Listed here are articles from previous newsletters on some of the mail order nurseries from whom I have ordered plants. If you would like to learn more about one of these nurseries, please click on its link shown below.
Some time ago I enjoyed listening to Tony Avent of Plant Delights Nursery, Inc. talk about the plants he sells and about his special style of landscaping which is planting in "drifts of one". Even though this method is usually frowned upon, for him it works very well as shown by the many slides of his gardens at his home and nursery. Actually, he prefers to plant mostly perennials with a few small evergreen and deciduous trees and shrubs as accents. Photo: Physostegia virginiana 'Miss Manners'.
Tony likes variegated plants so his catalog is chock full of them. This nursery is on the list of the nurseries that Chanticleer Garden recommends for buying the many unusual plants they use in their own garden. The nursery also specializes in aroids, epimediums, asarums, and hostas.
The catalog is a concise encyclopedia with a lead-in paragraph on the genus (such as Buddleia) and then separate listings for each cultivar carried. Culture information is given as well as suggestions for use. What more could you want from a catalog! Actually this catalog is two catalogs: a spring catalog and a fall supplement.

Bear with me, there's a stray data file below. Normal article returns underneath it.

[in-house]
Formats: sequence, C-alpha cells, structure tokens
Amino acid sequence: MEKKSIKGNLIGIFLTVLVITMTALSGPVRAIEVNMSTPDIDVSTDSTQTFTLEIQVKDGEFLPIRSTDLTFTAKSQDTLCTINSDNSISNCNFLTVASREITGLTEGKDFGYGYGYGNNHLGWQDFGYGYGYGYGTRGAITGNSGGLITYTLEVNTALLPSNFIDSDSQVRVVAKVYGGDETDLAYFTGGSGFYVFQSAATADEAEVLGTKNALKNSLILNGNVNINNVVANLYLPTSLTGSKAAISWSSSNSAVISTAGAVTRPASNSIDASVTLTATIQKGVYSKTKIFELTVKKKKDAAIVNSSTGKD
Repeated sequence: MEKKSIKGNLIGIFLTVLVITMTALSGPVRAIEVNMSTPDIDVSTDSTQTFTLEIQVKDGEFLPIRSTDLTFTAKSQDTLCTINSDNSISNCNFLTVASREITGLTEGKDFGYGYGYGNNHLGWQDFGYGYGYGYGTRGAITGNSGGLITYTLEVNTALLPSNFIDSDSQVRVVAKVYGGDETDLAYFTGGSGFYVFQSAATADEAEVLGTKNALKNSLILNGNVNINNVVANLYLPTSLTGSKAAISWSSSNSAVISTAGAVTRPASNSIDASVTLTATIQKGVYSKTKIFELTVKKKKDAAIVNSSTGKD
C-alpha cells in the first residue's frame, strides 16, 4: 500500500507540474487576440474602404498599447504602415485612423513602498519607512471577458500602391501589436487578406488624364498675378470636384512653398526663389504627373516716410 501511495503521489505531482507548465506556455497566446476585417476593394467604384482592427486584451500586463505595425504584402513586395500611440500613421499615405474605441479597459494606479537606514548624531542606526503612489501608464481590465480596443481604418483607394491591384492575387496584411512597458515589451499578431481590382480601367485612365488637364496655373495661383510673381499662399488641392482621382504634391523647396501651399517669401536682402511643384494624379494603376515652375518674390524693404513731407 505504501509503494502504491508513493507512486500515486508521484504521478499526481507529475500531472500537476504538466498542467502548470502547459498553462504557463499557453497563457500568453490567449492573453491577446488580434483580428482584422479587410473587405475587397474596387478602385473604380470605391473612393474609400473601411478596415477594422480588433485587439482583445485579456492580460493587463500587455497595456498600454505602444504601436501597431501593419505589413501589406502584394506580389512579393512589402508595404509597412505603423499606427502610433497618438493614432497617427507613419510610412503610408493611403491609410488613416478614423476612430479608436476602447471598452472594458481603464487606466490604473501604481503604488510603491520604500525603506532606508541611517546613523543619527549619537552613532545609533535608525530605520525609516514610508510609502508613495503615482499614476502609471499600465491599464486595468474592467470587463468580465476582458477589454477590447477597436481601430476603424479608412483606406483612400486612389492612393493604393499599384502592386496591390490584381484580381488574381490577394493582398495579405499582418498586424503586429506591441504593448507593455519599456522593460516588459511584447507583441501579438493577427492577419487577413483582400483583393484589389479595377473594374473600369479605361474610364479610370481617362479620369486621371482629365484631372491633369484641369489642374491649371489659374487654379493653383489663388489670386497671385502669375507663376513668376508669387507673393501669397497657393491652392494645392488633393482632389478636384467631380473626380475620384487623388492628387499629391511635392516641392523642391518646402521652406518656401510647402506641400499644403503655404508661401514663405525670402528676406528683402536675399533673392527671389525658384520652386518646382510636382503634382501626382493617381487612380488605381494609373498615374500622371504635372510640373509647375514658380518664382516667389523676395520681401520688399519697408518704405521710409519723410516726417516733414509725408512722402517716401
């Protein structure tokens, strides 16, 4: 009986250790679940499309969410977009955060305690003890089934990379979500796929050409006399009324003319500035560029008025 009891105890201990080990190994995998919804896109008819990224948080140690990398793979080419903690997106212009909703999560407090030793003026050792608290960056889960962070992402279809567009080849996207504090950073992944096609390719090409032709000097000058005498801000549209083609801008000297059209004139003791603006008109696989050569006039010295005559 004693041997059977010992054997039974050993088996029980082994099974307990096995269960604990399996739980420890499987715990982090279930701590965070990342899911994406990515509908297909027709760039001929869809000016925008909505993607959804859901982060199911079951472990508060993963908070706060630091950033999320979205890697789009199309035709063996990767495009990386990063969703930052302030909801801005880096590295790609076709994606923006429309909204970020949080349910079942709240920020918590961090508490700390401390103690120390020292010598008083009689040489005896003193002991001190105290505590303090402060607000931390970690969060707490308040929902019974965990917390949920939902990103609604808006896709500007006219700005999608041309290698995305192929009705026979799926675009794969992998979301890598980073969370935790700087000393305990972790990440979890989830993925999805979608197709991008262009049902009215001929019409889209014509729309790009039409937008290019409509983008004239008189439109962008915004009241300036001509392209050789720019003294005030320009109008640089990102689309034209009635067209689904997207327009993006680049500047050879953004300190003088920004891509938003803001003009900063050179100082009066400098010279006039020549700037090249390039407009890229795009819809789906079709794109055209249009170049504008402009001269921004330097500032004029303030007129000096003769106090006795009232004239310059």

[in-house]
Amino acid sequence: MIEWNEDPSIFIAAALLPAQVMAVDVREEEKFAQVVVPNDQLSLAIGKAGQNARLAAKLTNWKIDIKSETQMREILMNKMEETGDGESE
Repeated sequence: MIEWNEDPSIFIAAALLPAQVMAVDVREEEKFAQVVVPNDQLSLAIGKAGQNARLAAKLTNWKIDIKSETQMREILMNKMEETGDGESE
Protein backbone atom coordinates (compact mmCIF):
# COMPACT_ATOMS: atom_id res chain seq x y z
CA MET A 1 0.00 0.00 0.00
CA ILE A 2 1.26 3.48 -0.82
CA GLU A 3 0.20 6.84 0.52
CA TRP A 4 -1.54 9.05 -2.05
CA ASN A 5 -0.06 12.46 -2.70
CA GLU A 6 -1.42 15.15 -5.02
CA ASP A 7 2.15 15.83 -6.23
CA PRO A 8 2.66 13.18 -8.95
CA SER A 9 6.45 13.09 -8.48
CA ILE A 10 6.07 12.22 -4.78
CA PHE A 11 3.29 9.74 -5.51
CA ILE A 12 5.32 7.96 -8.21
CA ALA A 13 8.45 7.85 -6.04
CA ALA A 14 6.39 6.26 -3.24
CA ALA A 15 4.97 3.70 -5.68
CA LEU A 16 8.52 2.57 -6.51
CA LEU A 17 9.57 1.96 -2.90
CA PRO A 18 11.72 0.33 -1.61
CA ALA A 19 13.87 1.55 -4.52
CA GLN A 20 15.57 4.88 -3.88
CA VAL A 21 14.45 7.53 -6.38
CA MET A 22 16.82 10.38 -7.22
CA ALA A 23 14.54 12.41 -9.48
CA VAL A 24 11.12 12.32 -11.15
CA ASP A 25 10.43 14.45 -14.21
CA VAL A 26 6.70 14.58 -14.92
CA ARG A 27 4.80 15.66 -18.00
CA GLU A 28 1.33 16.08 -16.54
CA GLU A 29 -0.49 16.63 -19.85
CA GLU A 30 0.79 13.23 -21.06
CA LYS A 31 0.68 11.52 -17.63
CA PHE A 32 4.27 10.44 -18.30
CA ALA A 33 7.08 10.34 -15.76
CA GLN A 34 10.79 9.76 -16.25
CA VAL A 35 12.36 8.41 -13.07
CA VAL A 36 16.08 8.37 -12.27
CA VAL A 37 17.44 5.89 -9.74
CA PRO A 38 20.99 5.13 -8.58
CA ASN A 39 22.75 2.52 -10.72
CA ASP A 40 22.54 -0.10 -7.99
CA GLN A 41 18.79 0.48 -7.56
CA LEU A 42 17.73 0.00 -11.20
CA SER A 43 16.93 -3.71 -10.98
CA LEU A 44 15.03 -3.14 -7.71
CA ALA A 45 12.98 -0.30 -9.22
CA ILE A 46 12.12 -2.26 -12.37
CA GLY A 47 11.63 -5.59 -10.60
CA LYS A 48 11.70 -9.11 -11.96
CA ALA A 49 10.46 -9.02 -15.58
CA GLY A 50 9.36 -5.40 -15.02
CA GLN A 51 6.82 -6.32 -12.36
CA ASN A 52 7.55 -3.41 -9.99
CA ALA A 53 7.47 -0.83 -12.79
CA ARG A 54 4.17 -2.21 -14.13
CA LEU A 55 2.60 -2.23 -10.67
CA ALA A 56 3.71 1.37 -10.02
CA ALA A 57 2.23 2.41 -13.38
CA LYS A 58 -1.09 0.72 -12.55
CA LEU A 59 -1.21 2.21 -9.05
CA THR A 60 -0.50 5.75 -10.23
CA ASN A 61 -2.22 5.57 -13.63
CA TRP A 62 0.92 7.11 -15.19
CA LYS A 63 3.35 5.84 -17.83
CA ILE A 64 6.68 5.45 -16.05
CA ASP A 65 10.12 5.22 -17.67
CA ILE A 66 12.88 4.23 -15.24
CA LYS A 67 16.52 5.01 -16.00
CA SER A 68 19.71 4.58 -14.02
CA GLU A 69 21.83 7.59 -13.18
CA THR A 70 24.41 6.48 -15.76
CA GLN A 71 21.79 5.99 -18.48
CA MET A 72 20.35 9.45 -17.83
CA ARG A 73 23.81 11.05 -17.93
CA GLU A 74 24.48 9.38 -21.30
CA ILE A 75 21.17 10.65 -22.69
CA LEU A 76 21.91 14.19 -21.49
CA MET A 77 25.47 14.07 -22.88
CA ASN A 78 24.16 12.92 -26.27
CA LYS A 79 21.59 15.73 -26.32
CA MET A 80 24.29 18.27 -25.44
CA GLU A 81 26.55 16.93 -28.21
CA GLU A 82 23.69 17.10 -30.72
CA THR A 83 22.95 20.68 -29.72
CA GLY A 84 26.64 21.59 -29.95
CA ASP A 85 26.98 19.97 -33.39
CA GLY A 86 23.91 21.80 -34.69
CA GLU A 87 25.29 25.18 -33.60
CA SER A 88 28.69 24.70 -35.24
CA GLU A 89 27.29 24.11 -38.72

The catalog is now available on the web at Plant Delights Nursery www.plantdel.com. The online catalog has lots to offer. It provides a search capability that allows searching for plants that fit specific requirements such as fragrant plants or variegated plants. Complex searches are allowed too. You can order online as well.
If you like to plant unusual plants or just want to learn about them, this is definitely one of the catalogs to have.
Plant Delights Nursery, Inc. - Website:PlantDelights
At a Horticultural Society of Maryland meeting I picked up a copy of Gossler Farms Nursery's catalog. It turned out to be a real find. Gossler's has nice selections of Hamamelis (witchhazels), Hydrangea, Magnolia (4 pages), and Viburnum. It is the catalog to use if you're looking for something different or rare. Some of the rare or unusual plants listed are:
Gossler Farms Nursery: www.gosslerfarms.com
We've been getting the Forest Farm catalog for several years now. Actually, it's not just a catalog but a concise encyclopedia of plants. It comes in two sections: spring and fall.
This past spring as I was surfing the internet, I happened to come across Forest Farm's internet site. I thought I'd take a look and it didn't take long for me to find four plants in their "tube" size that I just had to have. Ordering by the internet is the way to go. I was surprised how fast the plants were delivered to me even though the nursery is in Williams, Oregon. The plants were in perfect condition too.
Forest Farm ships "tubes' and one gallon sizes. They also carry larger sizes for pickup at their nursery. The tubes have better root systems than "liners". I found the tube size adequate for spring planting. They don't recommend tubes for fall planting.